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PACFA responds to Higher Education Reforms

PACFA has made a submission in response to the Australian Government’s Job-Ready Graduates Package draft legislation, to voice our serious concerns about the potential impact of the proposed higher education funding reforms on the future of Australia’s mental health workforce.

The Job-Ready Graduates Package draft legislation proposes sweeping reforms to Commonwealth Grant Scheme funding clusters which are intended to streamline tertiary funding and provide target investment in a sustainable and skilled future workforce. However, the reforms take an inconsistent and potentially damaging approach to funding classifications across mental health professions which will result in significantly higher course fees and create a significant disincentive for enrolment across a range of mental health professions, including Counselling and Psychotherapy.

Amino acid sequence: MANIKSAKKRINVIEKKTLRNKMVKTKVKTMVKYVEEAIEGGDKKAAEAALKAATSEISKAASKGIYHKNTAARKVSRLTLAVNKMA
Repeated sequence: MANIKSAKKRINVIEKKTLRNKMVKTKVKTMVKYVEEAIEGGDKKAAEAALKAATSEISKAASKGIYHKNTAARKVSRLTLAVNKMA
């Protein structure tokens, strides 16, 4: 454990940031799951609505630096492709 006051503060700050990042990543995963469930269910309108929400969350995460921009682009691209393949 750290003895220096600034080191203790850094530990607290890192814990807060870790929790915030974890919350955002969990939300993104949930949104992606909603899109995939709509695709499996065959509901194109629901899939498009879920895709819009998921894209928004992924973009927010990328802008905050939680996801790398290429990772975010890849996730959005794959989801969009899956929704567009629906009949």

Under the proposed reforms, the out-of-pocket cost for a range of social science and welfare studies disciplines including Counselling, Social Work and Psychology will more than double, from $6,804 to $14,500 for a year of full-time study. Meanwhile, the Government contribution to these courses will drop from just over $11,000 per year of full-time study to only $1,100, signifying a major disinvestment in the future mental health workforce.

PACFA’s submission assesses the impact of the proposed funding reforms on Counselling and Psychotherapy and other mental health professions, provides context for the dangers posed by these funding changes within the broader reform agenda for Mental Health and Suicide Prevention, and makes two key recommendations:

  • The Australian Government must prioritise amendments to the Higher Education Reforms Package to ensure a sustainable, diverse and multi-disciplinary mental health workforce through a consistent approach to funding across all mental health professions.
  • The Higher Education Reforms Package should be informed by the broader Mental Health and Suicide Prevention agenda, with a particular focus on the Higher Education sector’s capacity to respond to increased demand for mental health workers, including the costs of training, future workforce training requirements and integrated approaches to training.

Download and read the full submission from the PACFA website.